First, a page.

Concerns Over Marriages to Afghan Refugees

Concerns Over Marriages  to Afghan RefugeesConcerns Over Marriages  to Afghan Refugees

Iranian girls, who are forced to marry Afghan men by their families, face several problems including denial of birth certificates to their children, and even eviction from their home country. The marriages have several adverse social and security consequences, especially for children as they face an identity crisis.

“Lack of awareness or late realization about the negative consequences of such marriages for women and their children is one of the reasons why such marriages occur in the first place,” said Ali Akbar Mahzoun, director of the Office of Statistics and Population at Iran’s National Organization for Civil Registration.

Unfortunately, some families due to their poverty and poor economic status force their daughters to marry Afghan men in exchange for “petty monetary gains.” Afghan men become custodians of the girls after marriage and “may not behave appropriately with them.” Many of the men force their wives to migrate to Afghanistan after marriage and the women are forced there to live in poverty and unfavorable conditions. Also as the women don’t have any legal documents, they can’t defend their rights. In addition, according to Afghan laws a foreign woman who is married to an Afghan man becomes a citizen of that country, and therefore has to abide by the laws of Afghanistan.

 Social Problems

On the other hand, children who are born from these marriages also face many social problems. Without Iranian birth certificate, their rights to free education in Iranian schools and employment after fifteen years of the age, right to receive subsidy and social welfare benefits like insurance are all denied. They also do not have any right to inherit property.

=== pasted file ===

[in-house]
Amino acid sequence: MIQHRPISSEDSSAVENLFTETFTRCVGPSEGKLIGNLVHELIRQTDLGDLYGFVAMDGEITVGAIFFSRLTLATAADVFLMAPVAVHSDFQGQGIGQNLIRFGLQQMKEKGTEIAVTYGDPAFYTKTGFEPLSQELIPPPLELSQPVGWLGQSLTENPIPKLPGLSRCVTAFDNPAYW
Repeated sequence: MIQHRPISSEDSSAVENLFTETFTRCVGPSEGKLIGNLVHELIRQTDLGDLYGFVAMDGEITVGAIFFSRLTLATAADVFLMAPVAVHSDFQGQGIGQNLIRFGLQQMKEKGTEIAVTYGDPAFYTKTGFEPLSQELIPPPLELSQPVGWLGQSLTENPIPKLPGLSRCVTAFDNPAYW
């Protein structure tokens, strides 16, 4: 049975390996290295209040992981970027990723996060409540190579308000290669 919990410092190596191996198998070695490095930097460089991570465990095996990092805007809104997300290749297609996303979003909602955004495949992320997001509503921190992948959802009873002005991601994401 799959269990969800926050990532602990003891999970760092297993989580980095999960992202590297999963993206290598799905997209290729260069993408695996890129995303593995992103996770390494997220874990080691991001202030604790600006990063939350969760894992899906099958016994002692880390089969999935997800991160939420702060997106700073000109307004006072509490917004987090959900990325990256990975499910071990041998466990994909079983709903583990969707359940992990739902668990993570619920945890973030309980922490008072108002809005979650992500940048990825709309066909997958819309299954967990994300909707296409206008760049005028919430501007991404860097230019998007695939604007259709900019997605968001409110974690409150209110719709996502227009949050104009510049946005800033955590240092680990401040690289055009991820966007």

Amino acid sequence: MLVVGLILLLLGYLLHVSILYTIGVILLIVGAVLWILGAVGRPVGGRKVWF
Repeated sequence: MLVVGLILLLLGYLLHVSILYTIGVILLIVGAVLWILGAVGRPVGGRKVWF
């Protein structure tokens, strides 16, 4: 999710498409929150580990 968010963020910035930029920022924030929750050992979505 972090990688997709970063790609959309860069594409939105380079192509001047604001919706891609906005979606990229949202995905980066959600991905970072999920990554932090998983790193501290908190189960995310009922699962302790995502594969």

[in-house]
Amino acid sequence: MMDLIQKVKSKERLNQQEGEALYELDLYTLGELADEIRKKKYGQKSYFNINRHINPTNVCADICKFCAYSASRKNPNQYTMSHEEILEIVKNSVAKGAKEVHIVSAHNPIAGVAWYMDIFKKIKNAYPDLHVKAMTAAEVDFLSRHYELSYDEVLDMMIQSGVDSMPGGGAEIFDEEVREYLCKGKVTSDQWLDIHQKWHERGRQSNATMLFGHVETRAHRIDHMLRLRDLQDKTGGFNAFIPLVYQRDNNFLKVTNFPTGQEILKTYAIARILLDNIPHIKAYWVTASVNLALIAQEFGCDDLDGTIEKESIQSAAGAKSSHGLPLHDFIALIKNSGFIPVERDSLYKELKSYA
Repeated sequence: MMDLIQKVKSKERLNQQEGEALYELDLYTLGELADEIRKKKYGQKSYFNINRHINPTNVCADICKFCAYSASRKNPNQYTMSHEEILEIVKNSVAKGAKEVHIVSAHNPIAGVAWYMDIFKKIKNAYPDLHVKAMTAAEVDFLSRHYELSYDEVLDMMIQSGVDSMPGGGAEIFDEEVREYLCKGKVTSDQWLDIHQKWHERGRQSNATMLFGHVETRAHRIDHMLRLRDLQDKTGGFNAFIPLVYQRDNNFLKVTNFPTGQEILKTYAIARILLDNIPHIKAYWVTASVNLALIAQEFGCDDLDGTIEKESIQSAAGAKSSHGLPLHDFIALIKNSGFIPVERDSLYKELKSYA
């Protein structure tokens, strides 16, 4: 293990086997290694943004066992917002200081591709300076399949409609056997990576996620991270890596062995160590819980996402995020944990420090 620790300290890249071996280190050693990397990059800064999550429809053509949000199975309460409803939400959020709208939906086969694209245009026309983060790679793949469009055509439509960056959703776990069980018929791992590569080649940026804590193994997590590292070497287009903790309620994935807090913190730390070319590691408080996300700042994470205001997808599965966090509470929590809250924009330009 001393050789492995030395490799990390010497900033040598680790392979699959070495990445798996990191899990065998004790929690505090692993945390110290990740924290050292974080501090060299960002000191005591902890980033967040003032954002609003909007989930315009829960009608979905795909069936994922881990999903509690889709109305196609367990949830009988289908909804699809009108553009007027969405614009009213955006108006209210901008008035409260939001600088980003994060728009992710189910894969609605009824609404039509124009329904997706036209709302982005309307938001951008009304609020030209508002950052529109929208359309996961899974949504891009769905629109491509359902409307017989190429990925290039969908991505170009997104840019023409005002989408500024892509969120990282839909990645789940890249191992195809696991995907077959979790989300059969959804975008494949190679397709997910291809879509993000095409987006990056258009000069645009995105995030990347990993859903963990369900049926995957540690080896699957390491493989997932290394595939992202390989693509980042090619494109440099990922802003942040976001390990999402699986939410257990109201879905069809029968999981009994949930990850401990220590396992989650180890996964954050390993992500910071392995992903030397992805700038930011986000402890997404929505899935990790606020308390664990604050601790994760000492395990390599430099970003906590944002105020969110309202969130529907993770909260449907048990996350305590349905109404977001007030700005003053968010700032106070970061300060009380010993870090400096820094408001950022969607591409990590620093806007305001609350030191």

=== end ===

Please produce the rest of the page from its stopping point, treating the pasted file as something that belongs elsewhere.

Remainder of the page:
According to Article 51 of the Family Protection Law, any foreigner who marries an Iranian women without the permission of the Iranian government, will be sentenced to 2-5 years in prison and imposed a cash penalty, said Farajollah Arefi, deputy head of the Majlis Social Committee.

During the last two decades, because of the war in Afghanistan, millions of Afghans fled to Iran, most of them illegally, and sought employment in various parts of the country. At one time Iran was host to 3 million Afghan refugees. Their number has now dwindled to one million after they were repatriated to their country following the end of the Taliban government and the commencement of civil rule.

“However, Afghans who saw Iran’s favorable conditions to live and work took advantage of the economic plight of some Iranian families to establish their status and gain the right to stay in the country, by marrying Iranian girls,” Tabnak News reported.

 Covert Marriages

At present, such covert, illegal marriages still occur in different parts of the country and the children born out of these marriages suffer identity crisis as don’t know whether they are Iranian or Afghan.”

The marriages mostly occur in the country’s border cities including Sistan and Baluchestan and Khorasan, and also in southern parts of Kerman and Tehran.

Unofficial statistics indicate marriages of 20,000 Mashhadi girls with foreign nationals, resulting in the birth of 22,000 children without “clearly defined identity.”

“We should raise awareness about the negative social and security impact of Iranian girls’ marriages with illegal Afghan refugees through the mass media,” Arefi stressed.

There are several instances where the men have returned to Afghanistan leaving behind their Iranian spouse and children without birth certificates. All these problems have arisen from marriage to Afghan refugees.

To prevent such consequences, Fahimeh Farahmandpour, an advisor to the interior minister on women and family affairs announced the formation of a working group in the near future to address the concerns.